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Do I need to filter my drinking water?

Do I need to filter my drinking water?

Whenever you open the tap and wonder what the water is like, you can be assured it has been thoroughly tested before reaching your home. But is it good enough to drink? 

In order for water to be safe to drink, it must contain additives you can often smell or taste, such as chlorine, a disinfectant widely used by water providers in Australia. You can almost certainly find regular reports on the water quality on the website of your water supplier.

Adding a filter to your tap water will remove additives' taste. However, you must first determine what you want to filter out, which filtering device to use, and how much you are willing to spend.

Water is one of our most basic needs, but it can contain many impurities, both natural and artificial. Water may only look, taste, or smell slightly different due to some chemicals, but most of them are harmless. Others can result in an immediate infection or can harm your health gradually over time.

Treatment plants add some chemicals to your water (like chlorine and fluoride). The potential health risks posed by this are being discussed. Still, the benefits of using the chemicals are considered to outweigh any possible risks.

Most Australians have no worries about getting sick from the water that's provided to them.

Usually our drinking water is treated by settling, coagulation, filtration and disinfecting. Enough disinfectant is used to stop your water from growing microorganisms as it travels through the pipes to your home.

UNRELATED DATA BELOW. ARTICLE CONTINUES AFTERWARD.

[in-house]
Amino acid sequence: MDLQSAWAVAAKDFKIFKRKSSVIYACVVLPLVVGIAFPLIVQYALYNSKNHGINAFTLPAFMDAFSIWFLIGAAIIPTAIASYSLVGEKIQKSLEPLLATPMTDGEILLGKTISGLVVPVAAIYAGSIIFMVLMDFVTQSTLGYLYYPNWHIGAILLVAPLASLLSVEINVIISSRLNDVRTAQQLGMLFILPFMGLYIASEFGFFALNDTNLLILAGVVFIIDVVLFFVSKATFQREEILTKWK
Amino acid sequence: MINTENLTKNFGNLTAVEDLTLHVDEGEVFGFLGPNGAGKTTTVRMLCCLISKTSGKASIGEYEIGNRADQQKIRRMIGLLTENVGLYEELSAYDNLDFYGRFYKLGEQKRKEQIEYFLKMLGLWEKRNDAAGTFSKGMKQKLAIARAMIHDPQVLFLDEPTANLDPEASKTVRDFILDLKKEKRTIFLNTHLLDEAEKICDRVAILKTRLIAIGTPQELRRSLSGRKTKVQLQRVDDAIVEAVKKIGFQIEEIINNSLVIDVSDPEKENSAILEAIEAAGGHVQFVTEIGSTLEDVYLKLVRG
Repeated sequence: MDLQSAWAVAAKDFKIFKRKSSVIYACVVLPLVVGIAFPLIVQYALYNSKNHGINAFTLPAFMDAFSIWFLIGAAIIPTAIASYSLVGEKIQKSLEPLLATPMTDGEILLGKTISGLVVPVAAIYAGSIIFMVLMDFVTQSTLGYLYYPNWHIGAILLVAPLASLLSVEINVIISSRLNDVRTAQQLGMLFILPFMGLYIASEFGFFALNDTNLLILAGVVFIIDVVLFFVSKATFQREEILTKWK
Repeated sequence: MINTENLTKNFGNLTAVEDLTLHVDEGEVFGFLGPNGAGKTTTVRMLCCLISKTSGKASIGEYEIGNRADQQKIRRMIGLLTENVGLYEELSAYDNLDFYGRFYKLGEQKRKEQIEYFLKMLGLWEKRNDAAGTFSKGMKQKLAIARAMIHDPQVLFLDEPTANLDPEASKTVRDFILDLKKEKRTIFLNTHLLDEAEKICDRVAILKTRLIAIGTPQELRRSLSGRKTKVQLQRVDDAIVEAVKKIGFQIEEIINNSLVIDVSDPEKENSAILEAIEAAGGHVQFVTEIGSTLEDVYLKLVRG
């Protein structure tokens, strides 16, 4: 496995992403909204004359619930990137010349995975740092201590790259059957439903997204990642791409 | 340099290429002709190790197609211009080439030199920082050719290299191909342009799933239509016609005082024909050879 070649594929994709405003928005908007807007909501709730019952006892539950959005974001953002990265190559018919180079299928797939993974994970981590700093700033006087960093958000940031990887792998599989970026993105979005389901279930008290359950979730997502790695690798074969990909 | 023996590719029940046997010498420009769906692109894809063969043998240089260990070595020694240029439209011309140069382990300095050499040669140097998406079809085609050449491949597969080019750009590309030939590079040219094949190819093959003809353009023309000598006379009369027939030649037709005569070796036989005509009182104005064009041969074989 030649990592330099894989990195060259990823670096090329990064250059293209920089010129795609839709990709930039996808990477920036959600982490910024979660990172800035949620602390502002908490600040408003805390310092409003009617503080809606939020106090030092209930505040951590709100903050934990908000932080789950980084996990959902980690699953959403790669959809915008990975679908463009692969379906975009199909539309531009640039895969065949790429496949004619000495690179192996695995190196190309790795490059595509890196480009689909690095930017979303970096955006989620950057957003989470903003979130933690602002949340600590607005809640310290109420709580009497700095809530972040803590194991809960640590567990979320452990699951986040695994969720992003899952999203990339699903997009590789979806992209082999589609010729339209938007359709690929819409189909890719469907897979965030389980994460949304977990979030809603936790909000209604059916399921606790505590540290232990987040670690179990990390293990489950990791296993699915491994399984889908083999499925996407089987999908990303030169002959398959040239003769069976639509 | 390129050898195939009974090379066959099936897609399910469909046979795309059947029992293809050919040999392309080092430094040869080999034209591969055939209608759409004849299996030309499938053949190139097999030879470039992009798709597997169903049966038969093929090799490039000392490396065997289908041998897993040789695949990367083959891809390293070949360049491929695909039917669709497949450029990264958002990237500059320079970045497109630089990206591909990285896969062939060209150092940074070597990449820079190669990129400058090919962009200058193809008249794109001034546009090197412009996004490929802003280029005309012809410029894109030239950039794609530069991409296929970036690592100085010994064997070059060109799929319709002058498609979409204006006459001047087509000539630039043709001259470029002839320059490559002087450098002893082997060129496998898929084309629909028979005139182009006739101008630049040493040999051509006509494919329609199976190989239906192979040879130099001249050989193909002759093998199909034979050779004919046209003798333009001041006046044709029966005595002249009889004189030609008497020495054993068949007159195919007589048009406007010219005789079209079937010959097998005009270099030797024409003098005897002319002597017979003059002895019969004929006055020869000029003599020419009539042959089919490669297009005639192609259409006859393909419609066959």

As a downside, disinfectant leaves a lingering taste and smell. If you fill up a jug with tap water and leave it for a few hours, the smell and taste of disinfectant will eventually go away, but many people just use a water filter.


In the case that you're not connected to town water, but use rainwater or bore water, it's important to protect your supply from contamination - particularly with bore water - and check it regularly.

For example, animal carcasses close to your bore can be dangerous, and herbicides or fertilisers can leach into your water supply.


There are a lot of things that can affect the quality of rainwater collected, such as a dirty roof, peeling paint, or bird droppings.

If you're not sure how to properly maintain your rainwater tank - feel free to get in touch with us and we can walk you through that process.


Good steps to take if you're not satisfied with the quality of your water

  • Find out if your neighbors are worried about the same thing. It is likely that you can find out if there is a problem with the water supply, or if it is related to the plumbing in your house.
  • Get in touch with your water provider. Tell them when you see a potential problem - it may help them assess and resolve it. Ask them for your water's latest analysis results, including their Drinking Water Guidelines. Analyze a water sample if you're still unsure. Ideally, your supplier will be able to do this free of charge, especially if there's a health concern.
  • A water supplier can often resolve some aesthetic issues by flushing the mains, while other problems may necessitate more extensive cleaning or repair of the distribution system in your area, or even work on your home's plumbing.
  • Supplying water that's free from pathogenic microorganisms (those that can make you sick) is the most important task for water authorities.

    Health risks